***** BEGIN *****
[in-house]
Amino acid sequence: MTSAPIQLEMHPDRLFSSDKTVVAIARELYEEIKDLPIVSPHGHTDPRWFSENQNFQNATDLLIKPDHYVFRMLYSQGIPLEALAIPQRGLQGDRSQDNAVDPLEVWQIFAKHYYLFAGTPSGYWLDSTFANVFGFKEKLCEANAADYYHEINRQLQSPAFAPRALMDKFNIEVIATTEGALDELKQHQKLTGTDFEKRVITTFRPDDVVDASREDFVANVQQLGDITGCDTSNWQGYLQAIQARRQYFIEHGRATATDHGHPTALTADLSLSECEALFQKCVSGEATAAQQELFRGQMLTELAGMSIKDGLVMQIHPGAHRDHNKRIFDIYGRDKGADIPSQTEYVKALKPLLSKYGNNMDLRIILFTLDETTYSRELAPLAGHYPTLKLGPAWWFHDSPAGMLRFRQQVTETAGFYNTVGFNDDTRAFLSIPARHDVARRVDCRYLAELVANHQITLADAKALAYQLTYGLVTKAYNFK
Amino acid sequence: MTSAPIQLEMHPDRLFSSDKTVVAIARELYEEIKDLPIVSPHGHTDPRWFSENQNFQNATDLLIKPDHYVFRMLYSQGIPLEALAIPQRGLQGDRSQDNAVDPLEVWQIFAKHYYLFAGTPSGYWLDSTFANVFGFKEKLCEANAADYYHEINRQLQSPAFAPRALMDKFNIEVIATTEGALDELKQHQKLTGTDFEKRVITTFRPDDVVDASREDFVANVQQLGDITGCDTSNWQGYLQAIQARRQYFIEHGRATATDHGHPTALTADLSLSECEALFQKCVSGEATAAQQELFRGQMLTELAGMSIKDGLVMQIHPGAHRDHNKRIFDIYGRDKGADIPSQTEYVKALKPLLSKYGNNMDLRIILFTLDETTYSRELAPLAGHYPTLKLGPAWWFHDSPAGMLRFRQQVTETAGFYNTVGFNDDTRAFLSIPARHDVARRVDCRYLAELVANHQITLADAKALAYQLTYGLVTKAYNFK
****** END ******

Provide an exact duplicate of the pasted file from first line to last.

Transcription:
[in-house]
Amino acid sequence: MTSAPIQLEMHPDRLFSSDKTVVAIARELYEEIKDLPIVSPHGHTDPRWFSENQNFQNATDLLIKPDHYVFRMLYSQGIPLEALAIPQRGLQGDRSQDNAVDPLEVWQIFAKHYYLFAGTPSGYWLDSTFANVFGFKEKLCEANAADYYHEINRQLQSPAFAPRALMDKFNIEVIATTEGALDELKQHQKLTGTDFEKRVITTFRPDDVVDASREDFVANVQQLGDITGCDTSNWQGYLQAIQARRQYFIEHGRATATDHGHPTALTADLSLSECEALFQKCVSGEATAAQQELFRGQMLTELAGMSIKDGLVMQIHPGAHRDHNKRIFDIYGRDKGADIPSQTEYVKALKPLLSKYGNNMDLRIILFTLDETTYSRELAPLAGHYPTLKLGPAWWFHDSPAGMLRFRQQVTETAGFYNTVGFNDDTRAFLSIPARHDVARRVDCRYLAELVANHQITLADAKALAYQLTYGLVTKAYNFK
Amino acid sequence: MTSAPIQLEMHPDRLFSSDKTVVAIARELYEEIKDLPIVSPHGHTDPRWFSENQNFQNATDLLIKPDHYVFRMLYSQGIPLEALAIPQRGLQGDRSQDNAVDPLEVWQIFAKHYYLFAGTPSGYWLDSTFANVFGFKEKLCEANAADYYHEINRQLQSPAFAPRALMDKFNIEVIATTEGALDELKQHQKLTGTDFEKRVITTFRPDDVVDASREDFVANVQQLGDITGCDTSNWQGYLQAIQARRQYFIEHGRATATDHGHPTALTADLSLSECEALFQKCVSGEATAAQQELFRGQMLTELAGMSIKDGLVMQIHPGAHRDHNKRIFDIYGRDKGADIPSQTEYVKALKPLLSKYGNNMDLRIILFTLDETTYSRELAPLAGHYPTLKLGPAWWFHDSPAGMLRFRQQVTETAGFYNTVGFNDDTRAFLSIPARHDVARRVDCRYLAELVANHQITLADAKALAYQLTYGLVTKAYNFK